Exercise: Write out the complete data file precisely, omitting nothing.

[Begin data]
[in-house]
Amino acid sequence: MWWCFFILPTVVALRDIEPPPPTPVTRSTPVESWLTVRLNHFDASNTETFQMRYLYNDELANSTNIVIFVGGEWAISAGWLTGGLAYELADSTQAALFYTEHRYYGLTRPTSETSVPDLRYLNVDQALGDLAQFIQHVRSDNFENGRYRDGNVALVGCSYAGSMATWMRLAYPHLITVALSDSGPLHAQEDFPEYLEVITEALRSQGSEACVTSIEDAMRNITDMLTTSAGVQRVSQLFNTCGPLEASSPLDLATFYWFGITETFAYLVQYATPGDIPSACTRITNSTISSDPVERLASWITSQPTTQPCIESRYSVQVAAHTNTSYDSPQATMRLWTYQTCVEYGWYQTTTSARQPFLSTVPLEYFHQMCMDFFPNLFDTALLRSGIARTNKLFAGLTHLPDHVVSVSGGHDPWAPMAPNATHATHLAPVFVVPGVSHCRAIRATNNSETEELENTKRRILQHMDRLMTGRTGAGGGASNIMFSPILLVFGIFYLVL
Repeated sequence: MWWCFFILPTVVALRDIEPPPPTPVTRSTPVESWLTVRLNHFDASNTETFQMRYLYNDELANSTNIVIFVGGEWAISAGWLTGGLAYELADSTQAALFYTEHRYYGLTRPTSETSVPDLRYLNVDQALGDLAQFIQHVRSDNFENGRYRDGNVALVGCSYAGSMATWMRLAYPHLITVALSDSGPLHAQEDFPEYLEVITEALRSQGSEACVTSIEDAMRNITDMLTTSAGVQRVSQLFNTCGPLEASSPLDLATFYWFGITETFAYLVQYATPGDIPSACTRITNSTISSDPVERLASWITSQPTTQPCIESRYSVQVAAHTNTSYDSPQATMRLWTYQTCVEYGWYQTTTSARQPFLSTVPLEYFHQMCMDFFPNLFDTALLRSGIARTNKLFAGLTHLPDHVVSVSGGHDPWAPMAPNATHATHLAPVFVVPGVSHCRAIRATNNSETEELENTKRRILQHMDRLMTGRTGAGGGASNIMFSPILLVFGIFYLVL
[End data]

[in-house]
Amino acid sequence: MWWCFFILPTVVALRDIEPPPPTPVTRSTPVESWLTVRLNHFDASNTETFQMRYLYNDELANSTNIVIFVGGEWAISAGWLTGGLAYELADSTQAALFYTEHRYYGLTRPTSETSVPDLRYLNVDQALGDLAQFIQHVRSDNFENGRYRDGNVALVGCSYAGSMATWMRLAYPHLITVALSDSGPLHAQEDFPEYLEVITEALRSQGSEACVTSIEDAMRNITDMLTTSAGVQRVSQLFNTCGPLEASSPLDLATFYWFGITETFAYLVQYATPGDIPSACTRITNSTISSDPVERLASWITSQPTTQPCIESRYSVQVAAHTNTSYDSPQATMRLWTYQTCVEYGWYQTTTSARQPFLSTVPLEYFHQMCMDFFPNLFDTALLRSGIARTNKLFAGLTHLPDHVVSVSGGHDPWAPMAPNATHATHLAPVFVVPGVSHCRAIRATNNSETEELENTKRRILQHMDRLMTGRTGAGGGASNIMFSPILLVFGIFYLVL
Repeated sequence: MWWCFFILPTVVALRDIEPPPPTPVTRSTPVESWLTVRLNHFDASNTETFQMRYLYNDELANSTNIVIFVGGEWAISAGWLTGGLAYELADSTQAALFYTEHRYYGLTRPTSETSVPDLRYLNVDQALGDLAQFIQHVRSDNFENGRYRDGNVALVGCSYAGSMATWMRLAYPHLITVALSDSGPLHAQEDFPEYLEVITEALRSQGSEACVTSIEDAMRNITDMLTTSAGVQRVSQLFNTCGPLEASSPLDLATFYWFGITETFAYLVQYATPGDIPSACTRITNSTISSDPVERLASWITSQPTTQPCIESRYSVQVAAHTNTSYDSPQATMRLWTYQTCVEYGWYQTTTSARQPFLSTVPLEYFHQMCMDFFPNLFDTALLRSGIARTNKLFAGLTHLPDHVVSVSGGHDPWAPMAPNATHATHLAPVFVVPGVSHCRAIRATNNSETEELENTKRRILQHMDRLMTGRTGAGGGASNIMFSPILLVFGIFYLVL